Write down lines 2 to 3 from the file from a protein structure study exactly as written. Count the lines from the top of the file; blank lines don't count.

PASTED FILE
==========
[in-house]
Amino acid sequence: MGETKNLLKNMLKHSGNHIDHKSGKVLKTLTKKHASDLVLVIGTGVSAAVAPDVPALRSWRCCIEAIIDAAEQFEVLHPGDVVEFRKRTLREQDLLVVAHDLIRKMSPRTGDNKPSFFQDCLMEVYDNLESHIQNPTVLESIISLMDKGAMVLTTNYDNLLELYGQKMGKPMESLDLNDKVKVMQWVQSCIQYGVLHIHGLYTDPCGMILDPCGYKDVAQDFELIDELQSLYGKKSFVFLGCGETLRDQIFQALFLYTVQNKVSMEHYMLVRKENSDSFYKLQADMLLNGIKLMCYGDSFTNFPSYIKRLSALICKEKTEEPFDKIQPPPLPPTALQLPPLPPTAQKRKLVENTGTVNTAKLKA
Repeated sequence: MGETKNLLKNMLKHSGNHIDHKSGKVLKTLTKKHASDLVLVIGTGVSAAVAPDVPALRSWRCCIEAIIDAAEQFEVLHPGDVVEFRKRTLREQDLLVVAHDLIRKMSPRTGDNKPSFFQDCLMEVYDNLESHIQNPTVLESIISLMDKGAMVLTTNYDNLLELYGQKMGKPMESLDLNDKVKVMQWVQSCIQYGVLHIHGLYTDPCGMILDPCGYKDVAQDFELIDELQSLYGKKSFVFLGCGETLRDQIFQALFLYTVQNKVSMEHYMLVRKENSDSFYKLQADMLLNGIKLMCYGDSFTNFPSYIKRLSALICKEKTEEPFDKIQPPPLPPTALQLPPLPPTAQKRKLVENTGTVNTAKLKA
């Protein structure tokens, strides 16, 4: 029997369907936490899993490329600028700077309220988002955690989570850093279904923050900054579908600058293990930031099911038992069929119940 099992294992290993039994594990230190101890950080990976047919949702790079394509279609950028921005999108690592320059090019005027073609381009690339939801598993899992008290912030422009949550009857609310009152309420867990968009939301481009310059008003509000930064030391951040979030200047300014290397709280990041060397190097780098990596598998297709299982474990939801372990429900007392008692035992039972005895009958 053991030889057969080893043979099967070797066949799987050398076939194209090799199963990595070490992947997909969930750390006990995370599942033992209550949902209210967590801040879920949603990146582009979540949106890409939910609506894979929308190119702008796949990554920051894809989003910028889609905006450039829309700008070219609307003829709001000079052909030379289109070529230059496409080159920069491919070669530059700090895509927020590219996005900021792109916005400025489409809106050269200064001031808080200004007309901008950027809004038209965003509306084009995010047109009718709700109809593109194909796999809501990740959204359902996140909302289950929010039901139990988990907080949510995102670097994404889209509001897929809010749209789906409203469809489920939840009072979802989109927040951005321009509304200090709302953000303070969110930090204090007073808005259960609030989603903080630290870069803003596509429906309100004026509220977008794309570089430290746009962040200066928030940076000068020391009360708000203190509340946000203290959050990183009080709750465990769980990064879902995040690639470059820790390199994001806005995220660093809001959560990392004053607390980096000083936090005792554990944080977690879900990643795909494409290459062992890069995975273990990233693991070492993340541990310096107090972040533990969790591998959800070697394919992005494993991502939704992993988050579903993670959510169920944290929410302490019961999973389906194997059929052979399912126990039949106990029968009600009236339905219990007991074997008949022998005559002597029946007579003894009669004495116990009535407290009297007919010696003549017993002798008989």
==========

Amino acid sequence: MGETKNLLKNMLKHSGNHIDHKSGKVLKTLTKKHASDLVLVIGTGVSAAVAPDVPALRSWRCCIEAIIDAAEQFEVLHPGDVVEFRKRTLREQDLLVVAHDLIRKMSPRTGDNKPSFFQDCLMEVYDNLESHIQNPTVLESIISLMDKGAMVLTTNYDNLLELYGQKMGKPMESLDLNDKVKVMQWVQSCIQYGVLHIHGLYTDPCGMILDPCGYKDVAQDFELIDELQSLYGKKSFVFLGCGETLRDQIFQALFLYTVQNKVSMEHYMLVRKENSDSFYKLQADMLLNGIKLMCYGDSFTNFPSYIKRLSALICKEKTEEPFDKIQPPPLPPTALQLPPLPPTAQKRKLVENTGTVNTAKLKA
Repeated sequence: MGETKNLLKNMLKHSGNHIDHKSGKVLKTLTKKHASDLVLVIGTGVSAAVAPDVPALRSWRCCIEAIIDAAEQFEVLHPGDVVEFRKRTLREQDLLVVAHDLIRKMSPRTGDNKPSFFQDCLMEVYDNLESHIQNPTVLESIISLMDKGAMVLTTNYDNLLELYGQKMGKPMESLDLNDKVKVMQWVQSCIQYGVLHIHGLYTDPCGMILDPCGYKDVAQDFELIDELQSLYGKKSFVFLGCGETLRDQIFQALFLYTVQNKVSMEHYMLVRKENSDSFYKLQADMLLNGIKLMCYGDSFTNFPSYIKRLSALICKEKTEEPFDKIQPPPLPPTALQLPPLPPTAQKRKLVENTGTVNTAKLKA